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Earlier this week, President Trump delivered the annual State of the Union speech (see the transcript here). Here we provide a summary of some of the false and misleading statements concerning health care, along with the facts.

Statement 1: “I have also made an ironclad pledge to American families: We will always protect patients with pre-existing conditions.”

The New York Times appropriately labels this claim “false.”  As noted by the Times:

The president has taken multiple steps to weaken or eliminate current protections for Americans with pre-existing health conditions. These efforts include legislation he championed, regulation his administration has finished, and a lawsuit the Justice Department is litigating that would declare the Affordable Care Act unconstitutional.

Similarly, a Washington Post article fact-checking the speech elaborates on the lawsuit and other efforts to undermine the Affordable Care Act (ACA):

In an ongoing court case, the Trump administration is supporting a total repeal of the Affordable Care Act — including its guarantee that patients can’t be denied coverage for preexisting conditions. Republicans in Congress tried for years to repeal the whole law. Trump has not presented a plan to cover the gaps in case the court challenge is successful. Moreover, he has promoted short-term plans (which he touted in his speech) that are not required to cover preexisting conditions.

Statement 2: “And we will always protect your Medicare and your Social Security. Always.”

According to an article in the New York Times, this statement is “misleading.”  The Times notes:

Not only has President Trump failed to strengthen Medicare and Social Security, but the financial outlook for both trusts has not improved or worsened. That is at least partly the result of Mr. Trump’s tax law, which has left the Treasury Department to collect fewer taxes from Americans and, in turn, invest less money into each program. Last April, the government projected that Medicare funds would be depleted by 2026, three years earlier than estimated in 2017. The report noted that less money will flow into the fund because of low wages and lower taxes.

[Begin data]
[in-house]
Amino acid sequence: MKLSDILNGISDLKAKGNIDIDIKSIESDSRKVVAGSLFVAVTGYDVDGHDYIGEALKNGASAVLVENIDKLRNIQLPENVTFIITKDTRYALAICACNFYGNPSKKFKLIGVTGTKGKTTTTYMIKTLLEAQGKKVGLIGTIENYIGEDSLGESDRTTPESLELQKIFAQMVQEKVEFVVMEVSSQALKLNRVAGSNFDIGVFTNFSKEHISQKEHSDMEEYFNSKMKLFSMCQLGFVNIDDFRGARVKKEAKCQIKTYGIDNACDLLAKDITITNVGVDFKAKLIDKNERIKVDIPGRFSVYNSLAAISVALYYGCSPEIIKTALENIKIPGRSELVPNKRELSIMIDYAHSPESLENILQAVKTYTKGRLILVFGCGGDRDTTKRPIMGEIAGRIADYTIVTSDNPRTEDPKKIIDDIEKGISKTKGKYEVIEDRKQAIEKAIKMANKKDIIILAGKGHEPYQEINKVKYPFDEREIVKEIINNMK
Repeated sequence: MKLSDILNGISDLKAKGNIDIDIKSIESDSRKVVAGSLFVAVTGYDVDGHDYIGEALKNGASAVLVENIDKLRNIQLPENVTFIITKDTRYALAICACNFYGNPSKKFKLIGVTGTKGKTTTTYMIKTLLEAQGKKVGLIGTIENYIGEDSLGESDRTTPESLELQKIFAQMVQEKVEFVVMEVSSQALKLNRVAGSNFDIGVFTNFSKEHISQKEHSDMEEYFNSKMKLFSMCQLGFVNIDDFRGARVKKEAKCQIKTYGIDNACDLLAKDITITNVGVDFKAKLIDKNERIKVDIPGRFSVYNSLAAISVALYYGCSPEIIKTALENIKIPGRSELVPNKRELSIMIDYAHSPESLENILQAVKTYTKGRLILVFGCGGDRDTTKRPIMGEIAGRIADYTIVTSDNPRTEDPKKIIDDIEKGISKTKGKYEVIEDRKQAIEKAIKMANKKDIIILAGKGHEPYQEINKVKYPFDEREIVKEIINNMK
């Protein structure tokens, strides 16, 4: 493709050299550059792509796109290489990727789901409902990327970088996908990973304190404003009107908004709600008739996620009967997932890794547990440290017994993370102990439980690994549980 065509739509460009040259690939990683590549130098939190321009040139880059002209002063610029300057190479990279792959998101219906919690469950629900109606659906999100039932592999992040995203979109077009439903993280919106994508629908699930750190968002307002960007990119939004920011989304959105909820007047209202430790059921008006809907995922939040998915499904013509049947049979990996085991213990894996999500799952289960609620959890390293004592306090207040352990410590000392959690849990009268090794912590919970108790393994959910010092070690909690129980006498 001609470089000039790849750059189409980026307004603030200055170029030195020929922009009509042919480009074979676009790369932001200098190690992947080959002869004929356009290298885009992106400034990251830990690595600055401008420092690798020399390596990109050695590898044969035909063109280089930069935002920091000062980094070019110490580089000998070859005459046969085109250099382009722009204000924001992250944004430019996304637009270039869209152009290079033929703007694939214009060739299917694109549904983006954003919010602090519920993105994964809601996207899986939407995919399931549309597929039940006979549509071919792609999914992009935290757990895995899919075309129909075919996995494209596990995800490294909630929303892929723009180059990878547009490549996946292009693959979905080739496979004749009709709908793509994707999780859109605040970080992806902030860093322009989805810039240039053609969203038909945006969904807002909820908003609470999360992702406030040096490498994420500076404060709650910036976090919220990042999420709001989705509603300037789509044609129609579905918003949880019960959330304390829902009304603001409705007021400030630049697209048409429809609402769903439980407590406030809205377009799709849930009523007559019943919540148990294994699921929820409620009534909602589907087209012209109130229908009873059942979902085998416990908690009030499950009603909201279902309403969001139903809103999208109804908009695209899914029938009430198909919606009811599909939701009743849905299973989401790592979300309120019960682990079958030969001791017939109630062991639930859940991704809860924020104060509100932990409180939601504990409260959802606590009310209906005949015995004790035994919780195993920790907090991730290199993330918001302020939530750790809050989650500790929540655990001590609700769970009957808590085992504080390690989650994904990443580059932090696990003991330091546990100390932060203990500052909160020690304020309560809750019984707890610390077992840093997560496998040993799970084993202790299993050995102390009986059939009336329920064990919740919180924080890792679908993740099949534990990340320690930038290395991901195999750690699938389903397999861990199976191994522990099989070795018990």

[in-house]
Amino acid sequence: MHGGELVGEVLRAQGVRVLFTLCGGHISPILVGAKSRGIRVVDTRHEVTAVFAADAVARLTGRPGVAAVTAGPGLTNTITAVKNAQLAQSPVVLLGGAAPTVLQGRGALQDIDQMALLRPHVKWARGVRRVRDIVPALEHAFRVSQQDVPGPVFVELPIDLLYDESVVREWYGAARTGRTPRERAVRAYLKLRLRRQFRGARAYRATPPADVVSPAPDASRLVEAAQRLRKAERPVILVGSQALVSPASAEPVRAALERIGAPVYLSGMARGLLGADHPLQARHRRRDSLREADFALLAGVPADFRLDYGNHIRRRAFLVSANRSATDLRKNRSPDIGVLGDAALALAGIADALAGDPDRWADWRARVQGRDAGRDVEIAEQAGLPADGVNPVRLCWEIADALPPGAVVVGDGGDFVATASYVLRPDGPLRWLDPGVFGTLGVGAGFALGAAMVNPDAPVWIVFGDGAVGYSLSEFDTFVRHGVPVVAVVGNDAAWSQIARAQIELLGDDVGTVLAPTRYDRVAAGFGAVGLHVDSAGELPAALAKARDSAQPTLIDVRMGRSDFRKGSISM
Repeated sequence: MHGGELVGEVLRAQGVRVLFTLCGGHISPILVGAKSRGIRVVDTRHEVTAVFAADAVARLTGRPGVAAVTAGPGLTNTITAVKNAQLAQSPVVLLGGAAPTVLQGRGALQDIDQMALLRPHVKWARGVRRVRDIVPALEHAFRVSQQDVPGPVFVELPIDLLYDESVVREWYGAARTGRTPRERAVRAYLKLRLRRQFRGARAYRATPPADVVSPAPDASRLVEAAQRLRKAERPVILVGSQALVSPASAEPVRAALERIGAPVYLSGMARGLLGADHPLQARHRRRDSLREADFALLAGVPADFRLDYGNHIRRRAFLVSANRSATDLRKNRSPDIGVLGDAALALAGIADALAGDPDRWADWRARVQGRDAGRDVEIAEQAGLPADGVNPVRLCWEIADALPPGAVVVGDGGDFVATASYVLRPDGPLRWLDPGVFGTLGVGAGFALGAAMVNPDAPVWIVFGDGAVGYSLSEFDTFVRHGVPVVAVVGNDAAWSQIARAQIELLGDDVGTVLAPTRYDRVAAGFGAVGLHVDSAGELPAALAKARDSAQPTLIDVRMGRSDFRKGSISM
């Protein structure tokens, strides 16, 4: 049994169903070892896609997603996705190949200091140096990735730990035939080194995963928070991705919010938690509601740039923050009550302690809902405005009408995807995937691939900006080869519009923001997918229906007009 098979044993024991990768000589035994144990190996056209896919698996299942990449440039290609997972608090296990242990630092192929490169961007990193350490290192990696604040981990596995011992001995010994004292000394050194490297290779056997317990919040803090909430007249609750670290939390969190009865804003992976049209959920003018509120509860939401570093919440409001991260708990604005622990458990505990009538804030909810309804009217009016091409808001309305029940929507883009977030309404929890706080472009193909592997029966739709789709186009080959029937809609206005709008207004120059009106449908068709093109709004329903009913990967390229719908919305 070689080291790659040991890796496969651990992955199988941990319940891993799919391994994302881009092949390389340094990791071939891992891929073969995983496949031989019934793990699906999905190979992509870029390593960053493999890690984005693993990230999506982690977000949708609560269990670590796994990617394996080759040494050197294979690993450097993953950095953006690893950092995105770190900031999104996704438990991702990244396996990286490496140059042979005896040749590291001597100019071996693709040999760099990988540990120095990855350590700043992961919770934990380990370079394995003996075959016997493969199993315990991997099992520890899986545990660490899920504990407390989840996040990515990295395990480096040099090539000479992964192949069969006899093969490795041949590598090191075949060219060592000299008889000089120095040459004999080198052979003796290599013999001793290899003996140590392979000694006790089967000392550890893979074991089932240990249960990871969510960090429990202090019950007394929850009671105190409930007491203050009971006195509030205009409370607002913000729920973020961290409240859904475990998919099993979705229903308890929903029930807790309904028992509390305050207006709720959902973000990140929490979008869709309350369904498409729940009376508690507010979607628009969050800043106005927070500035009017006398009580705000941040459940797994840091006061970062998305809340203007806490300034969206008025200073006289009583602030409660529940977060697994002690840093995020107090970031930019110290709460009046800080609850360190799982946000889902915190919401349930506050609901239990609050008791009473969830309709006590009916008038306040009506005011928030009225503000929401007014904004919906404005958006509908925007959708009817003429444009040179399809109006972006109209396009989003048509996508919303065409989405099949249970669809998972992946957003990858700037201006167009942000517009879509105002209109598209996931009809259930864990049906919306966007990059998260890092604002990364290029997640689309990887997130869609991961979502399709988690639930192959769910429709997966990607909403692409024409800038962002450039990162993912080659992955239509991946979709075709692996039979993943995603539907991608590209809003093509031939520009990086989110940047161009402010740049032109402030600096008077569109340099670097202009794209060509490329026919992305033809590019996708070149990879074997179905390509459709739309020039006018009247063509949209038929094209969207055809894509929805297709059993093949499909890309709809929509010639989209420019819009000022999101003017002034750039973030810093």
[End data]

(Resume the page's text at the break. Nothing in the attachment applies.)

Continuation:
Just days earlier, as noted in a different article in the Times, the President suggested that he “would be willing to consider cuts to social safety-net programs like Medicare to reduce the federal deficit if he wins a second term, an apparent shift from his 2016 campaign promise to protect funding for such entitlements.”

Statement 3: “My Administration is also taking on the big pharmaceutical companies.”

As noted in this article from CNN, “Tackling the high cost of prescription drugs was one of Trump’s key campaign promises in 2016. And it’s been a main focus of his administration, though little has actually been done.”

In NPR’s fact check of the speech, they note:

Voters care a lot about America’s high prescription drug costs, but Congress seems to have reached a standstill on passing legislation to help bring them down. The bipartisan effort on the Senate side that Trump mentions here has not won over Senate Majority Leader Mitch McConnell of Kentucky. Until it does, its prospects for passage this year are not great. During this part of the speech, Democrats chanted “HR 3,” the sweeping bill on drug prices that passed the House in December but is very unlikely to pass in the Republican-controlled Senate.

In sum, the state of the union on health care remains under threat. In order to reverse this trend, we urge the Administration to, among other things, drop support of the lawsuit seeking to strike down the Affordable Care Act. We also urge the Senate to take up H.R. 3, which would reduce prescription drug costs and use the savings to expand Medicare coverage for all beneficiaries, not just those enrolled in private Medicare Advantage plans.

February 6, 2020 – D. Lipschutz

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